In the Top Navigation section, you can specify settings for the entire menu and submenu areas. In the “Menu Item” sections, you can specify settings for the individual items within menus and submenus.

If you place settings on the properties under the first node—e.g., Top Navigation, Top Navigation Item, or Top Navigation Item (hover)—they are applied to the root (top) level of the menu, which is the same as the first-level items in your TOC file.

If you place settings on the properties under the second node—1st Level—they are applied to the first submenu under the top menu, which is the second-level items in your TOC file. Therefore, the 2nd Level is the same as the third-level items in your TOC file, the 3rd Level is the same as the fourth-level items in your TOC file, and the 4th Level is the same as the fifth-level items in your TOC file.

If you place settings on the properties under the second node—1st Level—the 2nd, 3rd, and 4th Levels inherit them. If you set values under the 2nd Level, the 3rd and 4th Levels inherit them, and so on.

Menu Skin Components

A Menu skin component can work in tandem with a Menu proxy that you insert into a topic or master page. This feature is most useful in Top Navigation and skinless outputs. See Creating a Topic Menu.

The styles for a Menu skin component are quite similar to those for the full Top Navigation skin. However, there are some differences and some options that are unique to each.

The primary thing to remember about a Menu component is that it can be context-sensitive, meaning it refers only to the topic that is open and, depending on your settings, the parent, sibling, and child items from the TOC as well. On the other hand, the menu styles in the full Top Navigation skin are always concerned with your TOC file structure as a whole.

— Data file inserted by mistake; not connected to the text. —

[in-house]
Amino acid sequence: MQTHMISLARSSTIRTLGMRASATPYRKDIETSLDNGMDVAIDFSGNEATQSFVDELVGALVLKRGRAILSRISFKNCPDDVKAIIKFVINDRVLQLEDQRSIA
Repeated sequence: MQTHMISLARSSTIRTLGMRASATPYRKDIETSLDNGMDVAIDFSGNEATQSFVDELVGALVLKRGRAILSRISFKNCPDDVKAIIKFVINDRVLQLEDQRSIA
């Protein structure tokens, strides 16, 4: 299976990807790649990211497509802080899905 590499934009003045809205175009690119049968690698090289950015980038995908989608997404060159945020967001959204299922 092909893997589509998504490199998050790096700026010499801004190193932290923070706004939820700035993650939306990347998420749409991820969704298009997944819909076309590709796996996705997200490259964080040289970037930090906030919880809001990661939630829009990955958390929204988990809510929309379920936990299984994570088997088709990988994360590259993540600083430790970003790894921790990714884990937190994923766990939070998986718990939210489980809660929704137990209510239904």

That being said, the menu item style levels in a Menu component can mean something different than they do for the full Top Navigation skin.

When you set values directly under the Menu Item or Menu Item (hover) node, you are controlling the look for the menu items that are at the top level of the menu. If you insert a context-sensitive Menu proxy that includes the parent, the root Menu Item style refers to the parent topic.

If you don't include the parent, but you do include the siblings, the root Menu Item style refers to those sibling topics in the TOC.

The 1st Level style refers to the first level under the root, followed by 2nd Level, 3rd Level, and 4th Level. The same kind of inheritance used for menu items in the full Top Navigation skin is used for a Menu component.

There is also a style called "Selected" for Menu components. This lets you apply a unique look to the menu item that refers to the topic that is currently open.

Navigation—All HTML5 Skins

For Side Navigation, Top Navigation, and Tripane skins, this section is used to control the look of navigation elements, which allow users to open different parts of your output. See Navigation in HTML5 Skins.